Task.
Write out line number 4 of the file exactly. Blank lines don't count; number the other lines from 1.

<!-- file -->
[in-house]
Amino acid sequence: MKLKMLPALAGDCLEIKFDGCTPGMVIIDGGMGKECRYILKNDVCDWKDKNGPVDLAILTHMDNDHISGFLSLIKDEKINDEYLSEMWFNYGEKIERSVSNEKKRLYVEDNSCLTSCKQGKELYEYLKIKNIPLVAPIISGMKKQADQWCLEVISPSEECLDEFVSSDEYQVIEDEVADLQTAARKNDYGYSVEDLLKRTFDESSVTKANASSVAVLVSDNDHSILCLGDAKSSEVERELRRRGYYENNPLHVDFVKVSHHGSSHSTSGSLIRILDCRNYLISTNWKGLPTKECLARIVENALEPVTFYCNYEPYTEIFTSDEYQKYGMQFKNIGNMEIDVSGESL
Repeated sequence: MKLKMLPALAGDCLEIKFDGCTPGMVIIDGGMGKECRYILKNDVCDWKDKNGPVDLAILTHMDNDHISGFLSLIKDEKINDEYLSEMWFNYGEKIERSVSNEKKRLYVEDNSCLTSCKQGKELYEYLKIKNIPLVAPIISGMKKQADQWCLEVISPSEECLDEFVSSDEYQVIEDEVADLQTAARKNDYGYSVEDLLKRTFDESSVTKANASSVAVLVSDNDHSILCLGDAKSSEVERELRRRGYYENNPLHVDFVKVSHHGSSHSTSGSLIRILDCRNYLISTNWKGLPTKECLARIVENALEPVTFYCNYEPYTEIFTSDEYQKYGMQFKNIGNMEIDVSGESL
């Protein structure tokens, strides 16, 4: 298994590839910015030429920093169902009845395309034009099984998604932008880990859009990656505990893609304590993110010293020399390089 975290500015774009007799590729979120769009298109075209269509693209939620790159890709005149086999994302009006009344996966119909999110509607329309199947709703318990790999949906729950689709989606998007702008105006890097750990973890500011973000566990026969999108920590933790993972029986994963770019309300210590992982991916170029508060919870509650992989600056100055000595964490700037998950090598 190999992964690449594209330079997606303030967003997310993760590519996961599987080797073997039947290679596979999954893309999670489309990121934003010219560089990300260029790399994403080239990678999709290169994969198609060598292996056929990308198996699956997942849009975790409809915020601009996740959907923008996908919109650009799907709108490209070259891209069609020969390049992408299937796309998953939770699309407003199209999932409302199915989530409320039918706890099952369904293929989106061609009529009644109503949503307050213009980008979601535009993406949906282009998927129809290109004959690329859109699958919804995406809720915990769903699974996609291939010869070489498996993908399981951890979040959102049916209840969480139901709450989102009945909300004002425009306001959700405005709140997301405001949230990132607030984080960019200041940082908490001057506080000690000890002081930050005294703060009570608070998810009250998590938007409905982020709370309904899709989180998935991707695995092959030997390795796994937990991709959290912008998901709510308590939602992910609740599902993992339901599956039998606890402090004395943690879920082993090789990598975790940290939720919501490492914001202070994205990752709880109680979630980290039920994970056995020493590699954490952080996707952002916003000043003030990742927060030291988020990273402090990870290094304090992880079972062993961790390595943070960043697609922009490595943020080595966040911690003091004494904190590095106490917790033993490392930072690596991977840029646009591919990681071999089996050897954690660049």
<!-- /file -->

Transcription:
């Protein structure tokens, strides 16, 4: 298994590839910015030429920093169902009845395309034009099984998604932008880990859009990656505990893609304590993110010293020399390089 975290500015774009007799590729979120769009298109075209269509693209939620790159890709005149086999994302009006009344996966119909999110509607329309199947709703318990790999949906729950689709989606998007702008105006890097750990973890500011973000566990026969999108920590933790993972029986994963770019309300210590992982991916170029508060919870509650992989600056100055000595964490700037998950090598 190999992964690449594209330079997606303030967003997310993760590519996961599987080797073997039947290679596979999954893309999670489309990121934003010219560089990300260029790399994403080239990678999709290169994969198609060598292996056929990308198996699956997942849009975790409809915020601009996740959907923008996908919109650009799907709108490209070259891209069609020969390049992408299937796309998953939770699309407003199209999932409302199915989530409320039918706890099952369904293929989106061609009529009644109503949503307050213009980008979601535009993406949906282009998927129809290109004959690329859109699958919804995406809720915990769903699974996609291939010869070489498996993908399981951890979040959102049916209840969480139901709450989102009945909300004002425009306001959700405005709140997301405001949230990132607030984080960019200041940082908490001057506080000690000890002081930050005294703060009570608070998810009250998590938007409905982020709370309904899709989180998935991707695995092959030997390795796994937990991709959290912008998901709510308590939602992910609740599902993992339901599956039998606890402090004395943690879920082993090789990598975790940290939720919501490492914001202070994205990752709880109680979630980290039920994970056995020493590699954490952080996707952002916003000043003030990742927060030291988020990273402090990870290094304090992880079972062993961790390595943070960043697609922009490595943020080595966040911690003091004494904190590095106490917790033993490392930072690596991977840029646009591919990681071999089996050897954690660049």